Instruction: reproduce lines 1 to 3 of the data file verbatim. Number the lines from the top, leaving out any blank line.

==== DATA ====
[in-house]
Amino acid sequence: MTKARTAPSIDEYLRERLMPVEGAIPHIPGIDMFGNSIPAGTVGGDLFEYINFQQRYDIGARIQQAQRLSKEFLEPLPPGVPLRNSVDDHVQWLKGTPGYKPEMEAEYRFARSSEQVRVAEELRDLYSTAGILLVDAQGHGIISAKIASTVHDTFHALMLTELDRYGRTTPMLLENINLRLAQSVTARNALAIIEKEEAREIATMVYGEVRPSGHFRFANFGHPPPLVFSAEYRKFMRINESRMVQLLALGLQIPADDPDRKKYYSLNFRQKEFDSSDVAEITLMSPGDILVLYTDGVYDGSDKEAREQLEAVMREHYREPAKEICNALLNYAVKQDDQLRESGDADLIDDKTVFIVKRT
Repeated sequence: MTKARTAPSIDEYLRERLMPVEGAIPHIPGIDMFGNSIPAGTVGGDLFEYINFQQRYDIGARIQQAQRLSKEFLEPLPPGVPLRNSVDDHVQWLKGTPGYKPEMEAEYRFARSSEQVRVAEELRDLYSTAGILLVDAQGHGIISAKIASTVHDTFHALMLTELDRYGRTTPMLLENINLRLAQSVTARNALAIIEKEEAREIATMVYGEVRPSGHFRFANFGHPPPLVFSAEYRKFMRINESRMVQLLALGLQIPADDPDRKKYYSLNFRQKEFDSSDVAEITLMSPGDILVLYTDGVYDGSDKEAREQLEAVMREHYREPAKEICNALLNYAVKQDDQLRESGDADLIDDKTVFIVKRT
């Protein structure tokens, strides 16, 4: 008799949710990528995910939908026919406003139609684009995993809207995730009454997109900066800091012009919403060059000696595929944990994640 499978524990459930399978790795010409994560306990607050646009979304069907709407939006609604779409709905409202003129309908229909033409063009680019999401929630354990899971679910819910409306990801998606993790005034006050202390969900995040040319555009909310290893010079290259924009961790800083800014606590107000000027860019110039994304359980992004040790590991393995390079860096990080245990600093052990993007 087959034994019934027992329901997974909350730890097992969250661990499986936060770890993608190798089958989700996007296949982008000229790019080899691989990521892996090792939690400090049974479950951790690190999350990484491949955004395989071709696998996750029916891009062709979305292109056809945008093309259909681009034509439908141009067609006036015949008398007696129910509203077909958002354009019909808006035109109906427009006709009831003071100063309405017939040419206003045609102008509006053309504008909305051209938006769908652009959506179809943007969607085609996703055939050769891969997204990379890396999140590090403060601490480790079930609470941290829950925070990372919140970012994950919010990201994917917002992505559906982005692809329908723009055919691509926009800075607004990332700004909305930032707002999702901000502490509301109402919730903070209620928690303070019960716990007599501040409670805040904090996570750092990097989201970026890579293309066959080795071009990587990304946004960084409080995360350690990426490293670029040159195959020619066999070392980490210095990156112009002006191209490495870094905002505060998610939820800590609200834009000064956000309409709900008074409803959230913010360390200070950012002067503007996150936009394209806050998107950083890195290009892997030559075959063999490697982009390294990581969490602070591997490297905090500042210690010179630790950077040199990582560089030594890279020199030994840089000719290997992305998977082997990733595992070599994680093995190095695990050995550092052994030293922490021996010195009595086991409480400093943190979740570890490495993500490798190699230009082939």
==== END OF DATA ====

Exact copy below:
[in-house]
Amino acid sequence: MTKARTAPSIDEYLRERLMPVEGAIPHIPGIDMFGNSIPAGTVGGDLFEYINFQQRYDIGARIQQAQRLSKEFLEPLPPGVPLRNSVDDHVQWLKGTPGYKPEMEAEYRFARSSEQVRVAEELRDLYSTAGILLVDAQGHGIISAKIASTVHDTFHALMLTELDRYGRTTPMLLENINLRLAQSVTARNALAIIEKEEAREIATMVYGEVRPSGHFRFANFGHPPPLVFSAEYRKFMRINESRMVQLLALGLQIPADDPDRKKYYSLNFRQKEFDSSDVAEITLMSPGDILVLYTDGVYDGSDKEAREQLEAVMREHYREPAKEICNALLNYAVKQDDQLRESGDADLIDDKTVFIVKRT
Repeated sequence: MTKARTAPSIDEYLRERLMPVEGAIPHIPGIDMFGNSIPAGTVGGDLFEYINFQQRYDIGARIQQAQRLSKEFLEPLPPGVPLRNSVDDHVQWLKGTPGYKPEMEAEYRFARSSEQVRVAEELRDLYSTAGILLVDAQGHGIISAKIASTVHDTFHALMLTELDRYGRTTPMLLENINLRLAQSVTARNALAIIEKEEAREIATMVYGEVRPSGHFRFANFGHPPPLVFSAEYRKFMRINESRMVQLLALGLQIPADDPDRKKYYSLNFRQKEFDSSDVAEITLMSPGDILVLYTDGVYDGSDKEAREQLEAVMREHYREPAKEICNALLNYAVKQDDQLRESGDADLIDDKTVFIVKRT